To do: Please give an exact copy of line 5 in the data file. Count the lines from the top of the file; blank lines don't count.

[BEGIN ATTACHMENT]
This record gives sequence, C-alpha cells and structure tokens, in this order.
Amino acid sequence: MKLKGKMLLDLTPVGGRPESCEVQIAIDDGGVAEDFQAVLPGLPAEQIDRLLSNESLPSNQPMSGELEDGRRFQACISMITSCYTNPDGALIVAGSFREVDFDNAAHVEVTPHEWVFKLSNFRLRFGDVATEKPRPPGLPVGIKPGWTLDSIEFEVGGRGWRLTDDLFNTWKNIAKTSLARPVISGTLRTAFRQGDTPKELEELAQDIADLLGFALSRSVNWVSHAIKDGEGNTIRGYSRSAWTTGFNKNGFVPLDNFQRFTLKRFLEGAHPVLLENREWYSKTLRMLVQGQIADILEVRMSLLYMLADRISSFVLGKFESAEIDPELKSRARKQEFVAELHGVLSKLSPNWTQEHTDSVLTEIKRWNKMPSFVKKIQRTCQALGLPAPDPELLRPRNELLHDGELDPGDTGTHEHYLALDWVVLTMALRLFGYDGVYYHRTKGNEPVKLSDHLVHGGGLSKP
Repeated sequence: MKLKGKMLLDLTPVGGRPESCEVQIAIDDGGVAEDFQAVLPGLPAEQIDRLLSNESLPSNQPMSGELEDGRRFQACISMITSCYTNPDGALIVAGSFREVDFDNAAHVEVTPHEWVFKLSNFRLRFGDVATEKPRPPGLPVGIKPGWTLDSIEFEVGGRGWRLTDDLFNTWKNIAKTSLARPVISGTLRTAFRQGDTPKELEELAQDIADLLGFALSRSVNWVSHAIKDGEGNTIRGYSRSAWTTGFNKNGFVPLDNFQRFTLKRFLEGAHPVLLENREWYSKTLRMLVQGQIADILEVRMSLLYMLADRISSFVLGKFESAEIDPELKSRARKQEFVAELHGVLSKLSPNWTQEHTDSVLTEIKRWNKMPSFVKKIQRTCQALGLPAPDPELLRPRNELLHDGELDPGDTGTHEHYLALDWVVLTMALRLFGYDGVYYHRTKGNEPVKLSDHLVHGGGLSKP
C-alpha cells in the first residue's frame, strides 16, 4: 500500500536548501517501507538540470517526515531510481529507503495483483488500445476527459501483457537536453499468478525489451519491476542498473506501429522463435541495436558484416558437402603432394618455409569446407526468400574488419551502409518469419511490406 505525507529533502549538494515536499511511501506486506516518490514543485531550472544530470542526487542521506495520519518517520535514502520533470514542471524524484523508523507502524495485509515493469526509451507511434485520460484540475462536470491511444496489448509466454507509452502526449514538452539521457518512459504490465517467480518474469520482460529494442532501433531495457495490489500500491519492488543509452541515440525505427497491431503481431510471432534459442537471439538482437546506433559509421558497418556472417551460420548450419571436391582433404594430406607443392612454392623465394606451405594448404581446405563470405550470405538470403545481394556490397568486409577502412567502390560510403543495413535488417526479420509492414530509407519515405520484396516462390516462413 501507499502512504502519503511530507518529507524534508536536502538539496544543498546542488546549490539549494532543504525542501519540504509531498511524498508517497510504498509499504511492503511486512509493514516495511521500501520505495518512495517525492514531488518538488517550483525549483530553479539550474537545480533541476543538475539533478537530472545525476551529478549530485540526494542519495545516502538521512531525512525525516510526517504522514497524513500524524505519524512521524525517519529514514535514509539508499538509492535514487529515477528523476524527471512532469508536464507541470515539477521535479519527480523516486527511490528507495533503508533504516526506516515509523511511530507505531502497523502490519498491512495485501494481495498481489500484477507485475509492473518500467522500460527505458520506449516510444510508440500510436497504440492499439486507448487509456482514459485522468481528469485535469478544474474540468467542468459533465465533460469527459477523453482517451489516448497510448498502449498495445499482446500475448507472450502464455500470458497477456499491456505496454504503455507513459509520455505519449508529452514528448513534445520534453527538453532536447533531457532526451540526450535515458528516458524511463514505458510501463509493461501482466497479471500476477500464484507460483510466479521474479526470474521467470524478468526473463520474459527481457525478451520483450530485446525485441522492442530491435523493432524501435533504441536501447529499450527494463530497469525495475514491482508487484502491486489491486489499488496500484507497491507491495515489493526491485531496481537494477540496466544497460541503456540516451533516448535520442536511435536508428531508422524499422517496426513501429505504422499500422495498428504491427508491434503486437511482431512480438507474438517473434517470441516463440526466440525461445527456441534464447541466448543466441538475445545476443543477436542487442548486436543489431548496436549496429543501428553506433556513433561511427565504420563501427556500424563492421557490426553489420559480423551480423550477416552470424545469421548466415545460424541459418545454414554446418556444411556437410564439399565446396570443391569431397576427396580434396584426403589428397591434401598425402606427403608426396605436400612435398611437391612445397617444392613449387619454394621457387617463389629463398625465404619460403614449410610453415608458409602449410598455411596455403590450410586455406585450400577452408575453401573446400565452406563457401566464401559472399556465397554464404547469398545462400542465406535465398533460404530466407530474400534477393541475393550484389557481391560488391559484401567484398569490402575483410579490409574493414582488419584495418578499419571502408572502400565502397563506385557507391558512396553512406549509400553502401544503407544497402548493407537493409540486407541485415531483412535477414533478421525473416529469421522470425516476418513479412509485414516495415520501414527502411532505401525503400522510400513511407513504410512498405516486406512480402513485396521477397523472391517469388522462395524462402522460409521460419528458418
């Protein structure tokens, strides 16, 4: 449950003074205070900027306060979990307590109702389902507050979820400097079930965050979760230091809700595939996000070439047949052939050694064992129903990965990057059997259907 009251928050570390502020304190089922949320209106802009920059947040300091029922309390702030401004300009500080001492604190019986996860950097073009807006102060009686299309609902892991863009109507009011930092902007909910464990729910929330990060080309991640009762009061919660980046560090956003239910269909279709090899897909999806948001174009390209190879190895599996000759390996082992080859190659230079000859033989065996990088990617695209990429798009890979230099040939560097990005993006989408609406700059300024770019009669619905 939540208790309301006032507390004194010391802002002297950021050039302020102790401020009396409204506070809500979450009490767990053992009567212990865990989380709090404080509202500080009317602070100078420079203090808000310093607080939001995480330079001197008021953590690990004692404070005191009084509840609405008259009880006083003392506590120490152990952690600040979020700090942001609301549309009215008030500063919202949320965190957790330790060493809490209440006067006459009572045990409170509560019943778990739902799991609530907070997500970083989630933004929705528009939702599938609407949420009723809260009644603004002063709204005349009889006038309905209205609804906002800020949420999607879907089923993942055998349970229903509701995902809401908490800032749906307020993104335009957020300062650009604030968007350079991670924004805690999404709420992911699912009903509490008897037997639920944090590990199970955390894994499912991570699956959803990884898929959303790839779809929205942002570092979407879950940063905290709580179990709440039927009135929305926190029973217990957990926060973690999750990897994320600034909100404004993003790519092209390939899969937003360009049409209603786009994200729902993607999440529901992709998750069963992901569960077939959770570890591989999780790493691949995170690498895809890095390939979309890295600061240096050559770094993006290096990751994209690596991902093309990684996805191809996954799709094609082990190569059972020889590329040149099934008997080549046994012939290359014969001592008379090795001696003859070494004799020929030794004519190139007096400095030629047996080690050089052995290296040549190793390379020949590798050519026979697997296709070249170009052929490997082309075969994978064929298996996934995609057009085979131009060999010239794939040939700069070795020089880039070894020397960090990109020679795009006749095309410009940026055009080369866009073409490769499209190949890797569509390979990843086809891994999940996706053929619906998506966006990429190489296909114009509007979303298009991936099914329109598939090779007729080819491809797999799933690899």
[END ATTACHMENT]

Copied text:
């Protein structure tokens, strides 16, 4: 449950003074205070900027306060979990307590109702389902507050979820400097079930965050979760230091809700595939996000070439047949052939050694064992129903990965990057059997259907 009251928050570390502020304190089922949320209106802009920059947040300091029922309390702030401004300009500080001492604190019986996860950097073009807006102060009686299309609902892991863009109507009011930092902007909910464990729910929330990060080309991640009762009061919660980046560090956003239910269909279709090899897909999806948001174009390209190879190895599996000759390996082992080859190659230079000859033989065996990088990617695209990429798009890979230099040939560097990005993006989408609406700059300024770019009669619905 939540208790309301006032507390004194010391802002002297950021050039302020102790401020009396409204506070809500979450009490767990053992009567212990865990989380709090404080509202500080009317602070100078420079203090808000310093607080939001995480330079001197008021953590690990004692404070005191009084509840609405008259009880006083003392506590120490152990952690600040979020700090942001609301549309009215008030500063919202949320965190957790330790060493809490209440006067006459009572045990409170509560019943778990739902799991609530907070997500970083989630933004929705528009939702599938609407949420009723809260009644603004002063709204005349009889006038309905209205609804906002800020949420999607879907089923993942055998349970229903509701995902809401908490800032749906307020993104335009957020300062650009604030968007350079991670924004805690999404709420992911699912009903509490008897037997639920944090590990199970955390894994499912991570699956959803990884898929959303790839779809929205942002570092979407879950940063905290709580179990709440039927009135929305926190029973217990957990926060973690999750990897994320600034909100404004993003790519092209390939899969937003360009049409209603786009994200729902993607999440529901992709998750069963992901569960077939959770570890591989999780790493691949995170690498895809890095390939979309890295600061240096050559770094993006290096990751994209690596991902093309990684996805191809996954799709094609082990190569059972020889590329040149099934008997080549046994012939290359014969001592008379090795001696003859070494004799020929030794004519190139007096400095030629047996080690050089052995290296040549190793390379020949590798050519026979697997296709070249170009052929490997082309075969994978064929298996996934995609057009085979131009060999010239794939040939700069070795020089880039070894020397960090990109020679795009006749095309410009940026055009080369866009073409490769499209190949890797569509390979990843086809891994999940996706053929619906998506966006990429190489296909114009509007979303298009991936099914329109598939090779007729080819491809797999799933690899």